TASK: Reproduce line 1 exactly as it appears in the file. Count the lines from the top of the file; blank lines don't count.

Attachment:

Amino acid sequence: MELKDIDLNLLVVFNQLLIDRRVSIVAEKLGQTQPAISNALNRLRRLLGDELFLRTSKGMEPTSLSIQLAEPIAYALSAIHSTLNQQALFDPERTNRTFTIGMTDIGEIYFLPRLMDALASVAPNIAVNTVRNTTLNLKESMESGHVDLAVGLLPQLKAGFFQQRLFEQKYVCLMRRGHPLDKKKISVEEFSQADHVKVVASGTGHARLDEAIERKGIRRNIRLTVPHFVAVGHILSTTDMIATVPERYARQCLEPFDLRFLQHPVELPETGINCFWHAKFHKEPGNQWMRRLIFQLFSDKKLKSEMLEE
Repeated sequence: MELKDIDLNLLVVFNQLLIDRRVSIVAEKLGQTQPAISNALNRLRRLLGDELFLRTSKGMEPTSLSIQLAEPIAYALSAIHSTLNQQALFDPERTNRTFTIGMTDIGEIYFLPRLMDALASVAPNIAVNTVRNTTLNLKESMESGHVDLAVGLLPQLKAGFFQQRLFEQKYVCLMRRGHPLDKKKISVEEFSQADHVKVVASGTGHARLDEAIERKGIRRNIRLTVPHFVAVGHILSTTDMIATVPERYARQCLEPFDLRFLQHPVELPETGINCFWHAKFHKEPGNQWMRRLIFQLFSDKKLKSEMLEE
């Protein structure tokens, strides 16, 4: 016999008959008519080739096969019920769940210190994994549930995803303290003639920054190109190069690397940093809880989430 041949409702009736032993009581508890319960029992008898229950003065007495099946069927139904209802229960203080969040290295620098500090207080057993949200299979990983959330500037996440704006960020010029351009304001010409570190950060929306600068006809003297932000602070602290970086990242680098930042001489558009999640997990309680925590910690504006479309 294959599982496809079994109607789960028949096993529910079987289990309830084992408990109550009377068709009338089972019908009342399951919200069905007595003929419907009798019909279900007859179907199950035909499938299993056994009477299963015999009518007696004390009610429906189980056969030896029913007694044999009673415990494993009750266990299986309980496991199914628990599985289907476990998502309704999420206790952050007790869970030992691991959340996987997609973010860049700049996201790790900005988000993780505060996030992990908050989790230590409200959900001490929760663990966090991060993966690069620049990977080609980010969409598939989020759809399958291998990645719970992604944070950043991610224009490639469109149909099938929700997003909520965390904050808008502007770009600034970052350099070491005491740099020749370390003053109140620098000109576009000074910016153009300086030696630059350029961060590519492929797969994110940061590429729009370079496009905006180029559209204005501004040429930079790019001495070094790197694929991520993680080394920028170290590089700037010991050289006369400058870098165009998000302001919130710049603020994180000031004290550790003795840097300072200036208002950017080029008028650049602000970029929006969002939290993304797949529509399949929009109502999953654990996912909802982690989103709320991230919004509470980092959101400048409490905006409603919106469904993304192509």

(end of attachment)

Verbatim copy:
Amino acid sequence: MELKDIDLNLLVVFNQLLIDRRVSIVAEKLGQTQPAISNALNRLRRLLGDELFLRTSKGMEPTSLSIQLAEPIAYALSAIHSTLNQQALFDPERTNRTFTIGMTDIGEIYFLPRLMDALASVAPNIAVNTVRNTTLNLKESMESGHVDLAVGLLPQLKAGFFQQRLFEQKYVCLMRRGHPLDKKKISVEEFSQADHVKVVASGTGHARLDEAIERKGIRRNIRLTVPHFVAVGHILSTTDMIATVPERYARQCLEPFDLRFLQHPVELPETGINCFWHAKFHKEPGNQWMRRLIFQLFSDKKLKSEMLEE